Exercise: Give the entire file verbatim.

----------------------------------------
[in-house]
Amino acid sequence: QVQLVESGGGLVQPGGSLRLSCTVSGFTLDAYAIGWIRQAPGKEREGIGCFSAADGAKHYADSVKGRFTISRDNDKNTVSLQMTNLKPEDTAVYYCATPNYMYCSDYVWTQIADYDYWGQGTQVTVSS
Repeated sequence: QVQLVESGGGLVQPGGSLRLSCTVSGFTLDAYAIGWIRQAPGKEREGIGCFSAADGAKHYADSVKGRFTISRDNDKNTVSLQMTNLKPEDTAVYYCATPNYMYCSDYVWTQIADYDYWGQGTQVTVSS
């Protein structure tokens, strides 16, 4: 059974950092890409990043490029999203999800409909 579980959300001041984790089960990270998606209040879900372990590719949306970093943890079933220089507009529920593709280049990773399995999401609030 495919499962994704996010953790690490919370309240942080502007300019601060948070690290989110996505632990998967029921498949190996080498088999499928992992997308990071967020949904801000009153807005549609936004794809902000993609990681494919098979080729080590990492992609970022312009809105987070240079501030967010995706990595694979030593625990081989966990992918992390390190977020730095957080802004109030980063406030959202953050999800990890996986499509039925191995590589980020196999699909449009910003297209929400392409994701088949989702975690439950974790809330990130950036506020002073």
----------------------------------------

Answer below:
[in-house]
Amino acid sequence: QVQLVESGGGLVQPGGSLRLSCTVSGFTLDAYAIGWIRQAPGKEREGIGCFSAADGAKHYADSVKGRFTISRDNDKNTVSLQMTNLKPEDTAVYYCATPNYMYCSDYVWTQIADYDYWGQGTQVTVSS
Repeated sequence: QVQLVESGGGLVQPGGSLRLSCTVSGFTLDAYAIGWIRQAPGKEREGIGCFSAADGAKHYADSVKGRFTISRDNDKNTVSLQMTNLKPEDTAVYYCATPNYMYCSDYVWTQIADYDYWGQGTQVTVSS
């Protein structure tokens, strides 16, 4: 059974950092890409990043490029999203999800409909 579980959300001041984790089960990270998606209040879900372990590719949306970093943890079933220089507009529920593709280049990773399995999401609030 495919499962994704996010953790690490919370309240942080502007300019601060948070690290989110996505632990998967029921498949190996080498088999499928992992997308990071967020949904801000009153807005549609936004794809902000993609990681494919098979080729080590990492992609970022312009809105987070240079501030967010995706990595694979030593625990081989966990992918992390390190977020730095957080802004109030980063406030959202953050999800990890996986499509039925191995590589980020196999699909449009910003297209929400392409994701088949989702975690439950974790809330990130950036506020002073």